Finally, to the extent Plaintiff contends that the Court erred by assigning this case to the Magistrate Judge, 28 U.S.C. § 636(b)(1) and Federal Rule of Civil Procedure 72 permit a district judge to designate a case to a magistrate judge to hear and determine all pretrial matters pending before the Court, except for dispositive motions. The Magistrate Judge will make a recommendation to the undersigned District Judge concerning any dispositive motions, including motions to dismiss for failure to state a claim, for summary judgment, and for injunctive relief.[2] Pursuant to 28 U.S.C. § 636(c)(1), the parties may consent to have the Magistrate Judge conduct all proceedings in this case, to include a jury or non-jury trial, and to enter the final judgment in this case. If Plaintiff wishes to consent to the Magistrate Judge conducting all proceedings in this case, he should follow the directions on the consent form to which he refers in his motion for reconsideration.

         II. Motion to Reconsider Denial of TRO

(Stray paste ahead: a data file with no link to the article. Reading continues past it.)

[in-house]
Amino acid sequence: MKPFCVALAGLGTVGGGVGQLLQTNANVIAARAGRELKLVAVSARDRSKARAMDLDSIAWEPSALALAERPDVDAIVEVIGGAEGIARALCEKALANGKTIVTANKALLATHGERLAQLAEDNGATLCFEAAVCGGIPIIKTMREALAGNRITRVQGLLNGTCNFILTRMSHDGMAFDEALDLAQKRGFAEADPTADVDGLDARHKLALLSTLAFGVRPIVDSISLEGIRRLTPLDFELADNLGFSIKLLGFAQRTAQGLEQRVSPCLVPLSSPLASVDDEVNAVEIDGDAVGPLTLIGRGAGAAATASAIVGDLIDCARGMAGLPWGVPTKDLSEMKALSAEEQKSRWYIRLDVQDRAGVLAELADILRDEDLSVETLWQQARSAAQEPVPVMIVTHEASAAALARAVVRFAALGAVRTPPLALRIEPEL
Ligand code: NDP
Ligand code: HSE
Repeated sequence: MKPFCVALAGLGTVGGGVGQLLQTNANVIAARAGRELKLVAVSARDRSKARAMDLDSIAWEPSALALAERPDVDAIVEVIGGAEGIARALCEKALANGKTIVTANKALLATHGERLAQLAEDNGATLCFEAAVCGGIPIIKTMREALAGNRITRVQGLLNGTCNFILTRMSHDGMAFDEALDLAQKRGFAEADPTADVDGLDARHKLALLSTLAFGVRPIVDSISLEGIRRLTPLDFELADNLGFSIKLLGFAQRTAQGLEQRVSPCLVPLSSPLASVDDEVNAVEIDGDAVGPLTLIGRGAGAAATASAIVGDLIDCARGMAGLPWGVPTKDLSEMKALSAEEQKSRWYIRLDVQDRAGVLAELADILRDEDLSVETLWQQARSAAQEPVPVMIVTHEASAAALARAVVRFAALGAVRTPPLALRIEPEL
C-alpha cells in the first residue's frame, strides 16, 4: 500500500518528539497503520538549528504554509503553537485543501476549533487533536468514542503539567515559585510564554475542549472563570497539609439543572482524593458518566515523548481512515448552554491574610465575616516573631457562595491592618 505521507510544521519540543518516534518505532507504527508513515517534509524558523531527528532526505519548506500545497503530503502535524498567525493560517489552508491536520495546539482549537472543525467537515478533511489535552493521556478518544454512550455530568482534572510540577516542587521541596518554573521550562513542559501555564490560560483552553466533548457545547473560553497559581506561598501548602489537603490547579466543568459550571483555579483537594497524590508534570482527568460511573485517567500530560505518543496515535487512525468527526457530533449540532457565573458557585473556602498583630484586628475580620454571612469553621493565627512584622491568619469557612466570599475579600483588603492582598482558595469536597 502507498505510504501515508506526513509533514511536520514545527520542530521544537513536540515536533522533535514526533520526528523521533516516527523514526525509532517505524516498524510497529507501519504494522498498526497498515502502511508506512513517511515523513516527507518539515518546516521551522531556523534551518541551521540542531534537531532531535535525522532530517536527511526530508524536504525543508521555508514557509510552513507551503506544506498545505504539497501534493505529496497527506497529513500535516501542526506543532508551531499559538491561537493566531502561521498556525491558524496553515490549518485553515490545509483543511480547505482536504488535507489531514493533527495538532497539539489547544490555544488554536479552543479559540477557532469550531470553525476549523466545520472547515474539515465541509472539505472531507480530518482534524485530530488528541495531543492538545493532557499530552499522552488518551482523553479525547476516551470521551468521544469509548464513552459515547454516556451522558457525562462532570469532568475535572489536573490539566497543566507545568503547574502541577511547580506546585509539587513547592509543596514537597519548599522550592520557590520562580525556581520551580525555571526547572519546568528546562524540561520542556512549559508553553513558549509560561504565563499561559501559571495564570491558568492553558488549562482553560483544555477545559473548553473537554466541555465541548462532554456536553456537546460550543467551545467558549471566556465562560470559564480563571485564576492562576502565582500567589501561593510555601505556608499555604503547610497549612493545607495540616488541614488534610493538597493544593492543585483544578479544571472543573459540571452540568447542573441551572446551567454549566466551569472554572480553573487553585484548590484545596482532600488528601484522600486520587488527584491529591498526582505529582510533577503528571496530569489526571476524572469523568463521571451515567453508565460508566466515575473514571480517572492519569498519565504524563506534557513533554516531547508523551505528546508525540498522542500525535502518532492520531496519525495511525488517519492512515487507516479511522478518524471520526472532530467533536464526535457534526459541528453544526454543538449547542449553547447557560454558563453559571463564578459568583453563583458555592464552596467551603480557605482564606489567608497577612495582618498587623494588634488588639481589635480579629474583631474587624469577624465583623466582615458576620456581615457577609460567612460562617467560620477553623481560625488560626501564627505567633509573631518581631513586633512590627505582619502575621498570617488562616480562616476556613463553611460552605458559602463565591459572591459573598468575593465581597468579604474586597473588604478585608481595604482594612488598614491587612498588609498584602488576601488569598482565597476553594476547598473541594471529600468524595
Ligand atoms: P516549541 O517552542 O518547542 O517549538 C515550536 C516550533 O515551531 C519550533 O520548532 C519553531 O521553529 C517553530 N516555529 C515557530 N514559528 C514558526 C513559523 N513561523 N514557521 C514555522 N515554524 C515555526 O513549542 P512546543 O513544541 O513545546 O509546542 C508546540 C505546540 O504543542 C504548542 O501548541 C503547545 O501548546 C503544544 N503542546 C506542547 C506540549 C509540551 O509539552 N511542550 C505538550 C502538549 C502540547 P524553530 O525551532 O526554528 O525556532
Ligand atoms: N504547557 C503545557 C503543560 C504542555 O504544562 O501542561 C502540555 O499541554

Plaintiff has also filed a motion for the Court to reconsider his request for a TRO. In this motion, Plaintiff contends that when his counselor reassured him that he would be “safe” no one at RSP knew Plaintiff “had a pending lawsuit against employees at RSP.” Mot. Recons. 1-2, ECF No. 28. Plaintiff states that since Defendants have now been served, he has been the victim of retaliation. Id. at 2. More specifically, Plaintiff alleges that his cell was shaken down and his property taken “for no reason”; he was not given an incentive meal; and he was denied a transfer to a transitional center. Id. at 2-3.[3] Plaintiff therefore again requests that the Court grant him a TRO requiring Defendants to stop retaliating against him. See Id. at 3-4.

         Plaintiff has again failed to demonstrate that an adequate basis for reconsideration exists. Even assuming the Court misunderstood Plaintiff's counselor's statement that Plaintiff would be “safe” at RSP, Plaintiff is not entitled to the relief he seeks. The Court simply cannot issue an order directing prison officials to stop retaliating against him. See, e.g., Elend v. Basham, 471 F.3d 1199, 1209 (11th Cir. 2006) (“It is well-established in this circuit that an injunction demanding that a party do nothing more specific than ‘obey the law' is impermissible.”). And to the extent Plaintiff contends that prison officials at RSP are now retaliating against him because he filed this lawsuit, he may move for leave to supplement his complaint to include such claims. See Fed. R. Civ. P. 15(d) (“On motion ...